I would have liked to have gotten a slightly different angle — lower perhaps — or a bit more focus on the wrappers themselves, but I had Pippo with me, as always, and he was restless. Plus, to be honest, it was quite breezy there, and the day was cold enough as it was!
I just don’t like the New Year celebration. Never have. I don’t like the forced pressure of it, whether looking back, looking forward, or simply celebrating. So no end-of-year lists from me or resolutions.
Have fun, eat, drink and simply enjoy the moment. Our oliebollen are purchased, champagne is chilling and the ragú for the lasagna is bubbling away. If you’re in the Netherlands, try not to get blown up by all the fireworks! We’ve got mini ones going off in the street outside our house as I type. At least it’s keeping the dog and cats entertained! They’ve been staring intently out the window at the action below.
Happy Hogmanay and I’ll wish you a gelukkig nieuwjaar tomorrow!
I hope everyone spent a pleasant evening saying goodbye to 2008 and welcoming 2009. So far, the year is going very well. Yesterday was a quiet, enjoyable day of doing little, finished off by a lucky meal of pork chops, hoppin’ john and sproutjes (I think they have collards or some sort of greens at the outdoor market and I’ll try to get some tomorrow, just because). At least the sproutjes (brussels sprouts) were green and tasty and surely a sign of some sort of luck or wealth! Today, we’re going to Oudewater for dinner with M and R — always a guarantee of a good time!
As for New Year’s Eve itself, we had our delicious traditional (for us) lasagna before heading over to the Potdeksel. It was a somewhat private celebration there, with roughly 40 people in all. It was one of the more low-key new year’s, in that there was no big noisy countdown, just people keeping an eye on the clock and then wishing each other happy new year at the appropriate time — and with Sjarrel en Sjaan’s video coming on, of course! (See one of my previous posts for the video.) I’ve never been that fond of the whole New Year celebration, but I enjoyed this one — no real pressure to be extra frolicy, just fun.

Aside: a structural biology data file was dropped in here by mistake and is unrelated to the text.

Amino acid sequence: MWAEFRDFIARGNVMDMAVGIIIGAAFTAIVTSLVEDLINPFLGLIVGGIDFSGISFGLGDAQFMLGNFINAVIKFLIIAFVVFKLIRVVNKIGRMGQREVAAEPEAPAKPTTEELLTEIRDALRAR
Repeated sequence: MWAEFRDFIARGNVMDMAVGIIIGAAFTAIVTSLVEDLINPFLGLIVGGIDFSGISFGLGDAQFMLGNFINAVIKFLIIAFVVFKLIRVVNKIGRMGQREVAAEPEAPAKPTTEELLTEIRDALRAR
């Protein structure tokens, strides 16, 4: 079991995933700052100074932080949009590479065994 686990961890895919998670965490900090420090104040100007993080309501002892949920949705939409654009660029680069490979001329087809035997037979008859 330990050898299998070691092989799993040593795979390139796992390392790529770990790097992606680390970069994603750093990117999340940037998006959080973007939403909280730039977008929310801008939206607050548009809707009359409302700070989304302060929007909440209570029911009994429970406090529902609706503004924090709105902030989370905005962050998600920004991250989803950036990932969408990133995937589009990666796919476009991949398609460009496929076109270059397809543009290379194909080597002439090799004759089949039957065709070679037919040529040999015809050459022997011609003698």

One of my favorite parts of the evening was probably the fireworks. I’m quite fond of fireworks in general and enjoyed the massive show I saw in Italy as 2002 was welcomed in. I knew there were going to be lots of fireworks here, but still wasn’t prepared for the sheer volume of fireworks! They weren’t just the little ones you get in South Carolina or other roadside stands in various places in the US. These were big, spectacular blossoms of fireworks like the “official” ones cities put on for the Fourth of July! And just done by individuals! Ridiculously dangerous, I’m sure, but at least there were no injuries in our immediate area that we knew of, and the police — although they were right there — didn’t interfere. In fact, I believe at least one of them got the traditional three-kiss greeting!
Which reminds me … In Italy, you do one kiss on each cheek when greeting someone, but here, it’s three kisses total: left, right, left again. At midnight, there were many handshakes and kisses exchanged by everyone and I remember one woman jokng with us that you could go outside and continue the practice all through the city if you wanted.
By the time we left the Potdeksel to head home it was close to 2 a.m., but the air was still heavy with all the smoke and smell from the fireworks. Luna, Lola and Pippo seemed ok when we got home. I’m sure they were a bit unhappy at midnight, but we weren’t too concerned, as various fireworks had been set off occasionally for the past week and they rarely paid attention. Thank goodness!